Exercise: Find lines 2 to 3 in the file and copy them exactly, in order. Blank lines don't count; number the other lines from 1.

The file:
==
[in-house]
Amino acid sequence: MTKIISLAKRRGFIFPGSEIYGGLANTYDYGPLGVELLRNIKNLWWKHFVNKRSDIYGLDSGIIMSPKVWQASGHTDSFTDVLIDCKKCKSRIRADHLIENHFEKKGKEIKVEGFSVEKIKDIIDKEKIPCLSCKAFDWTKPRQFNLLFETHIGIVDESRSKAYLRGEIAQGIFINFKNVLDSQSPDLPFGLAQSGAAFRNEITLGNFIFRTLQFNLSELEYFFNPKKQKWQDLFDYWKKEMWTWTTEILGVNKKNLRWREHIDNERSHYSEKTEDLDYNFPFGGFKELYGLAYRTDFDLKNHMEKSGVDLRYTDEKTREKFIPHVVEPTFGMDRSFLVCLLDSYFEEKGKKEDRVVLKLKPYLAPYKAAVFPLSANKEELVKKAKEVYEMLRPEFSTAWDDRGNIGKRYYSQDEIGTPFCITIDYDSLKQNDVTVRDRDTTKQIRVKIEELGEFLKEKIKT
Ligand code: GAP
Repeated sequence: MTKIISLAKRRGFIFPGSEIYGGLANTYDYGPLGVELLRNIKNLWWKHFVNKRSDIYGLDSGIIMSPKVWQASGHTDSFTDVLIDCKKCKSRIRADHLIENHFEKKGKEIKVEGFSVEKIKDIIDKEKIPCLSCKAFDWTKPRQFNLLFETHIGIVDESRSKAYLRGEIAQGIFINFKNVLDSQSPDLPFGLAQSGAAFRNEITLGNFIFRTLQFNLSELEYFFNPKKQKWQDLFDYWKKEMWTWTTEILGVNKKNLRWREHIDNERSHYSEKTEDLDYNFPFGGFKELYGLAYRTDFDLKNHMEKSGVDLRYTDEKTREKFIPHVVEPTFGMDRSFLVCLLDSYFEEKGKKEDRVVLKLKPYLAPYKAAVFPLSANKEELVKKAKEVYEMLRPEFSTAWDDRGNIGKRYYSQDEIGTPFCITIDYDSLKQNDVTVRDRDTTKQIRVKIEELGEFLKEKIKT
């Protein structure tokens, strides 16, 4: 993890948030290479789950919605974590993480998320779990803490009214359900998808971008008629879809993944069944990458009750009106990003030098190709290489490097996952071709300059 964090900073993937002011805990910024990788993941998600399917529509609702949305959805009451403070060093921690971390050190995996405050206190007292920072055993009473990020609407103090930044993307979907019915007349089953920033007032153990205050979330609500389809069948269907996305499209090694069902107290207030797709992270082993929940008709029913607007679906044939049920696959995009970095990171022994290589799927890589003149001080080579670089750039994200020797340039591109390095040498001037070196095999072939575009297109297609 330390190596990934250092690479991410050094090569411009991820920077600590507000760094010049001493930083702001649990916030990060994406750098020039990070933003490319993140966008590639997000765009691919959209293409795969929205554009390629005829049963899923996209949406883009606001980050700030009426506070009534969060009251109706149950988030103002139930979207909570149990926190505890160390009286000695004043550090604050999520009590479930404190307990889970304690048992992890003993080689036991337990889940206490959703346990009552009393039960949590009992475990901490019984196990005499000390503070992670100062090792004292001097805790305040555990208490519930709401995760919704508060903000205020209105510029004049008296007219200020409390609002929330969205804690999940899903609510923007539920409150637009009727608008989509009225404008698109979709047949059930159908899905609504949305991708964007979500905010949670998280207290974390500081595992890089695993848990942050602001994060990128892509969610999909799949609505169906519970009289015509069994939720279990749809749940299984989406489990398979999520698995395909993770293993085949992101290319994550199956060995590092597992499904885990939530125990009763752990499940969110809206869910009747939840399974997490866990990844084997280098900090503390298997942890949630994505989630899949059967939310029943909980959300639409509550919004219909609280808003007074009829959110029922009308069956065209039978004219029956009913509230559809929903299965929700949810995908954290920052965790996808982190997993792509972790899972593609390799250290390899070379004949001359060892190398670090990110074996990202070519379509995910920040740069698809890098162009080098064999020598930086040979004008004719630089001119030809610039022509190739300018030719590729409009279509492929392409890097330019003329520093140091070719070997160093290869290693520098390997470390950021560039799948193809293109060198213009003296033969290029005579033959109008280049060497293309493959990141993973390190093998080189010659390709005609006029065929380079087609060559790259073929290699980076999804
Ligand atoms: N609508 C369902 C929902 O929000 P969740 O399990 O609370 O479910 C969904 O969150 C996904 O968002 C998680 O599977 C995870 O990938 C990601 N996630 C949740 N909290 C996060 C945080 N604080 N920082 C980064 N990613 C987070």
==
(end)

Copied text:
Amino acid sequence: MTKIISLAKRRGFIFPGSEIYGGLANTYDYGPLGVELLRNIKNLWWKHFVNKRSDIYGLDSGIIMSPKVWQASGHTDSFTDVLIDCKKCKSRIRADHLIENHFEKKGKEIKVEGFSVEKIKDIIDKEKIPCLSCKAFDWTKPRQFNLLFETHIGIVDESRSKAYLRGEIAQGIFINFKNVLDSQSPDLPFGLAQSGAAFRNEITLGNFIFRTLQFNLSELEYFFNPKKQKWQDLFDYWKKEMWTWTTEILGVNKKNLRWREHIDNERSHYSEKTEDLDYNFPFGGFKELYGLAYRTDFDLKNHMEKSGVDLRYTDEKTREKFIPHVVEPTFGMDRSFLVCLLDSYFEEKGKKEDRVVLKLKPYLAPYKAAVFPLSANKEELVKKAKEVYEMLRPEFSTAWDDRGNIGKRYYSQDEIGTPFCITIDYDSLKQNDVTVRDRDTTKQIRVKIEELGEFLKEKIKT
Ligand code: GAP